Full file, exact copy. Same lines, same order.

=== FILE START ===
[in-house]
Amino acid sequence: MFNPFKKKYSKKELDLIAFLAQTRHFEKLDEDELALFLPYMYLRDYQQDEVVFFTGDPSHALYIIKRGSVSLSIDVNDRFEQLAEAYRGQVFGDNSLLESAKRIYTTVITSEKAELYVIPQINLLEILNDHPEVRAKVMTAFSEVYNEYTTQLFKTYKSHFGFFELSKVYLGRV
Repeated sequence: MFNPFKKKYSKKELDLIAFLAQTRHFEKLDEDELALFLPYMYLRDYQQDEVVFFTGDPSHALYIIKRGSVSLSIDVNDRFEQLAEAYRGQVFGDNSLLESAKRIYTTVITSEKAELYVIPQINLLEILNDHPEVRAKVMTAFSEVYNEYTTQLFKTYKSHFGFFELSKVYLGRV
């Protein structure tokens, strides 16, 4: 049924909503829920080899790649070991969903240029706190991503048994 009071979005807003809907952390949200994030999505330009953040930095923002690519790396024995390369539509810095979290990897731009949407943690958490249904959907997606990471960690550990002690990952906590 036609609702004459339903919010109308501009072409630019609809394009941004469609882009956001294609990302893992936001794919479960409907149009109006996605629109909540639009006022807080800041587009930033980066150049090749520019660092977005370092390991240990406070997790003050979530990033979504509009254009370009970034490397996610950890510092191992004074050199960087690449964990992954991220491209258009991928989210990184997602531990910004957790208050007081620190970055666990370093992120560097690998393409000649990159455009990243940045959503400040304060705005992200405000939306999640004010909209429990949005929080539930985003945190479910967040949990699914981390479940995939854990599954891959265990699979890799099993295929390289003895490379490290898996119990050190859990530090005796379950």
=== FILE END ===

[in-house]
Amino acid sequence: MFNPFKKKYSKKELDLIAFLAQTRHFEKLDEDELALFLPYMYLRDYQQDEVVFFTGDPSHALYIIKRGSVSLSIDVNDRFEQLAEAYRGQVFGDNSLLESAKRIYTTVITSEKAELYVIPQINLLEILNDHPEVRAKVMTAFSEVYNEYTTQLFKTYKSHFGFFELSKVYLGRV
Repeated sequence: MFNPFKKKYSKKELDLIAFLAQTRHFEKLDEDELALFLPYMYLRDYQQDEVVFFTGDPSHALYIIKRGSVSLSIDVNDRFEQLAEAYRGQVFGDNSLLESAKRIYTTVITSEKAELYVIPQINLLEILNDHPEVRAKVMTAFSEVYNEYTTQLFKTYKSHFGFFELSKVYLGRV
């Protein structure tokens, strides 16, 4: 049924909503829920080899790649070991969903240029706190991503048994 009071979005807003809907952390949200994030999505330009953040930095923002690519790396024995390369539509810095979290990897731009949407943690958490249904959907997606990471960690550990002690990952906590 036609609702004459339903919010109308501009072409630019609809394009941004469609882009956001294609990302893992936001794919479960409907149009109006996605629109909540639009006022807080800041587009930033980066150049090749520019660092977005370092390991240990406070997790003050979530990033979504509009254009370009970034490397996610950890510092191992004074050199960087690449964990992954991220491209258009991928989210990184997602531990910004957790208050007081620190970055666990370093992120560097690998393409000649990159455009990243940045959503400040304060705005992200405000939306999640004010909209429990949005929080539930985003945190479910967040949990699914981390479940995939854990599954891959265990699979890799099993295929390289003895490379490290898996119990050190859990530090005796379950």